I don’t believe there is any difference between children who are brought up by both parents and those raised solely by their dads. While the traditional family set-up of mother and father is beautiful and more practical, I think the ability of a parent, whether father or mother to raise a responsible girl is based on the parent’s virtues and the sacrifices they make for the child. It is not a question of whether both parents are present.
Did my dad help to configure my worldview? Hands down, he is my greatest influence. Not merely because of him being a man, but by being a human being that I admire a lot. I am, for instance, a feminist, just like he is. My dad believed in leading a simple lifestyle and just like him, I am not influenced by a flamboyant consumer culture exhibited by most women my age. I only spend money on something that I cannot do without. I’m not a stingy, just minimal. I am also not a tomboy as most imagine.
My upbringing definitely taught me how to think like a man as I act like a woman. I easily understand male conversations and lines of thought. I always look in male dates for a reflection of my father; his calmness, cheer and patience. It is hard to compromise”.
CARREN JUMBA, 25
Carren is a flight reservations officer at Wilson Airport. The last born in a family of four girls describes her upbringing in Nairobi as nothing out of the ordinary.
“I lost my mother when I was five years old, too young to understand what was going on. I have, therefore, grown up entirely around dad who was working at the Ministry of Lands as a cartographer (map maker).
While there was immense pressure from both family and friends for to him to remarry, he chose instead to raise his daughters, by trying to fit into the shoes of our late mother.
My eldest sister was fifteen when mum passed on but dad was always there emotionally for us all. He was quiet but very tough. Later when my sisters left home, dad played the role of mother and father at the same time, waking up early to prepare me for school before leaving for work. He would then pick me from school and prepare dinner for the two us. He never failed to come to see me during school visiting days.
There were however occasional awkward moments during my teenage life. Introducing my first boyfriend to him was not easy. I introduced him as a friend. Explaining to my school friends that I did not have a mother was difficult for me. I kept mentioning Dad in our conversations, which made some of them wonder if I hated my mum since she hardly featured in my talks.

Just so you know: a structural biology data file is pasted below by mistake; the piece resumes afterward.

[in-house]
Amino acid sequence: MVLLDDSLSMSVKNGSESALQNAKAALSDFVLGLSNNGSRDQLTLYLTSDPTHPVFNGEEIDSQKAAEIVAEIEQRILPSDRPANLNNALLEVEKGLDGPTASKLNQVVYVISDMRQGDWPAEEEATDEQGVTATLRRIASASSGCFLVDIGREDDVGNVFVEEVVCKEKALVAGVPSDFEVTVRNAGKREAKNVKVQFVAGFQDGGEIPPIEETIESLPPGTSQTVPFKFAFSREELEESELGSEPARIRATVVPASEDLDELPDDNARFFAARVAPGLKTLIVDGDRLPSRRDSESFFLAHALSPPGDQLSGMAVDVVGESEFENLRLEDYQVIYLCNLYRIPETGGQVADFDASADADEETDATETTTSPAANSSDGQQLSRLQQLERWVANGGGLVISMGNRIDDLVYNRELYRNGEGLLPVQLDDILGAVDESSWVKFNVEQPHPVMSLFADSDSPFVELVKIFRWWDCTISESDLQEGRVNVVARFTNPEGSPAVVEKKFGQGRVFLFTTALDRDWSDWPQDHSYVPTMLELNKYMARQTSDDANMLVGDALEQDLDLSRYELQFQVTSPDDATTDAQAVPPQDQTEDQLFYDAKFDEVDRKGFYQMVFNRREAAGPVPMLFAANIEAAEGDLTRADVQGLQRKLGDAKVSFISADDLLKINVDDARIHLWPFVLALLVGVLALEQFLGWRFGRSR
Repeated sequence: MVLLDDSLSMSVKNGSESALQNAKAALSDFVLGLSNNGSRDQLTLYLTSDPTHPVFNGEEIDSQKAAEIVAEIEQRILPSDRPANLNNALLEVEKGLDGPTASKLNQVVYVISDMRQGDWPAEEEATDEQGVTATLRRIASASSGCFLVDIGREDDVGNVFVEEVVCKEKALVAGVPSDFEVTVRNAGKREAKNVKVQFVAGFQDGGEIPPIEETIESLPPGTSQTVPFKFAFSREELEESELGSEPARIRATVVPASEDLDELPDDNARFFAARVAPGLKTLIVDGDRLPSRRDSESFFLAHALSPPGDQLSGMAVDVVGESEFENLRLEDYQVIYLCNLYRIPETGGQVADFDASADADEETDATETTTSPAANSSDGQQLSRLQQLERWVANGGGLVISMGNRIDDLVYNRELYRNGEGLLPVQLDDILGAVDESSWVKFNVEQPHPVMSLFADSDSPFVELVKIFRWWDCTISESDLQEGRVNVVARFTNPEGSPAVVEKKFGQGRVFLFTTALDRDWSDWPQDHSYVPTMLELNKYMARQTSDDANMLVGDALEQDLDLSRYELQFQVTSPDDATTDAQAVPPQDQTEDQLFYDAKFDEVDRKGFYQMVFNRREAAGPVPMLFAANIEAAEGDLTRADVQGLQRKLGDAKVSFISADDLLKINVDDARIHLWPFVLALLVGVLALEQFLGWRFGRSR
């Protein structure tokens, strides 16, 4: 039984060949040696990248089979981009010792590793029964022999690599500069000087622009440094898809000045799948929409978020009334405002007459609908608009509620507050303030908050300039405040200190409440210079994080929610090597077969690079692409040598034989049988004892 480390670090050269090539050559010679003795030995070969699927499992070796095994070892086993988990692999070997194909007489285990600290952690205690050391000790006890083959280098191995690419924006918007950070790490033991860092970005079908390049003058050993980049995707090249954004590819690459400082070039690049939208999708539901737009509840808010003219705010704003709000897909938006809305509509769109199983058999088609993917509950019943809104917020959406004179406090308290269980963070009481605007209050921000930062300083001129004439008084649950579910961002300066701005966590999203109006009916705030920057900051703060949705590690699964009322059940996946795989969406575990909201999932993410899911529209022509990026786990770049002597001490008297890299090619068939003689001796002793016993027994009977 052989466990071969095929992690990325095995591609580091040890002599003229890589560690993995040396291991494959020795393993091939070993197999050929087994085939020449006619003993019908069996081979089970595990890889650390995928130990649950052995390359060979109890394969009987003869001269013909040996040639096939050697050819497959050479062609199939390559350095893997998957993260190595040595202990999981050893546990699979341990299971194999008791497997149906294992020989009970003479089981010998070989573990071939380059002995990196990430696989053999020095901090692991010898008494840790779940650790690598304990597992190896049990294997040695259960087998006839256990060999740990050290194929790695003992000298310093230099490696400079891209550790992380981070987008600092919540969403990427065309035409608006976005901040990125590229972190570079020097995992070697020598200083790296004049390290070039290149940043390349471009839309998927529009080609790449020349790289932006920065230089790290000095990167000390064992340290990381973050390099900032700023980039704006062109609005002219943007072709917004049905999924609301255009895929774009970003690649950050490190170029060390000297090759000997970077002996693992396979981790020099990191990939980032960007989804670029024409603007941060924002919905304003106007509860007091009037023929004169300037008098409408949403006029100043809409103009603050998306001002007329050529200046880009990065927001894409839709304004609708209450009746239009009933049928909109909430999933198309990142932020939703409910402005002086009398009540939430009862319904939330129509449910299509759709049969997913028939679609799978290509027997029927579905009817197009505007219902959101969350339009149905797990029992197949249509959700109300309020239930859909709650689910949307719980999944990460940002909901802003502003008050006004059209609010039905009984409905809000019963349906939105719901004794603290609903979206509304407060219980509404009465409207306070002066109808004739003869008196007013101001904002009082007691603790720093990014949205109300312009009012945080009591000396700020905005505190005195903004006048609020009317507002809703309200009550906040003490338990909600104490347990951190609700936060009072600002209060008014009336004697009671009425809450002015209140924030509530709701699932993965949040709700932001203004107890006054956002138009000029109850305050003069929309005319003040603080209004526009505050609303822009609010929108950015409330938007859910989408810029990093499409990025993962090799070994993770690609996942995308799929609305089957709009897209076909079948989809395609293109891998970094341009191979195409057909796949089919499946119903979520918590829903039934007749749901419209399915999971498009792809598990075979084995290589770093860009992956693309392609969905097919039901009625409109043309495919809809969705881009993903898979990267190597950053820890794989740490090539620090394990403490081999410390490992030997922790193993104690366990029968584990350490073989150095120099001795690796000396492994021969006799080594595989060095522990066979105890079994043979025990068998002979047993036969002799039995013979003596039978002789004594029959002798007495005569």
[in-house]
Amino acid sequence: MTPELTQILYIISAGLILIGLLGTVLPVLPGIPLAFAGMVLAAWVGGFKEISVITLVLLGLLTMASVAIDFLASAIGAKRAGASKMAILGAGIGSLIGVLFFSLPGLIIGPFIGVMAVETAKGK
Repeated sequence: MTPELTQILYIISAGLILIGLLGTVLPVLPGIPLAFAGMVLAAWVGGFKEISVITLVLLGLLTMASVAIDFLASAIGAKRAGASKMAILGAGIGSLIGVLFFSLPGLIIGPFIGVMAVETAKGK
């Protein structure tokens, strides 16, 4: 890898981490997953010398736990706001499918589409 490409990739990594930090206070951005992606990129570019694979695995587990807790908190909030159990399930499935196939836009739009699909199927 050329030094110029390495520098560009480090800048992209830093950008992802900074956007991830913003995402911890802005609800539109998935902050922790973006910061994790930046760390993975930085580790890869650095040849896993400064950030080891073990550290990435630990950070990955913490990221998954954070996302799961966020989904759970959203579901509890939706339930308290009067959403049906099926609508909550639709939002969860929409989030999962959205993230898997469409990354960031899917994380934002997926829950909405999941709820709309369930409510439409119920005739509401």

There were also out bursts, definitely because of my raging hormones. Whenever things boiled over between my father and I, he would reach out to my closest aunt to talk to me. But having elder sisters helped to navigate my teenage with less turbulence, so I did not have to bother him a lot.
Milestones have always been emotive moments for our family. My graduation in July 2017, for instance, coincided with the month my mother departed. Dad was too emotional; seeing how successfully he had raised me to become who I am.
But it is his service to God that is beyond reproach. He was very troubled when mum passed on; leaving him with four girls to mind, but he sought solace in God. He has been an elder at his church until recently. Missing church was, therefore, considered a crime in our household. He is always inclined to assist someone who is in need, and I thus learnt the value of generosity from him.
It is also from dad that I learnt the value of a strong family unit. He insisted on keeping us even as our aunts fought to take us away after our mother’s departure. We are a very compact family to date, and he always reminds us that we are his support system.
In terms of security, I still live with my father and he is the only person whom I can call while in distress and be assured of instant support. He has pampered me to date, which feels awkward sometimes.
I don’t feel deficient in any way, but sometimes I am tempted to imagine how different life would have been growing up with mum. I spent the shortest time with her before she passed on.
Mothers take the most credit for what they do for their families, but there are also dads who do equally amazing things, sometimes behind the curtains, and who deserve to be equally celebrated and acknowledged, but who get less recognition. I celebrate my dad.”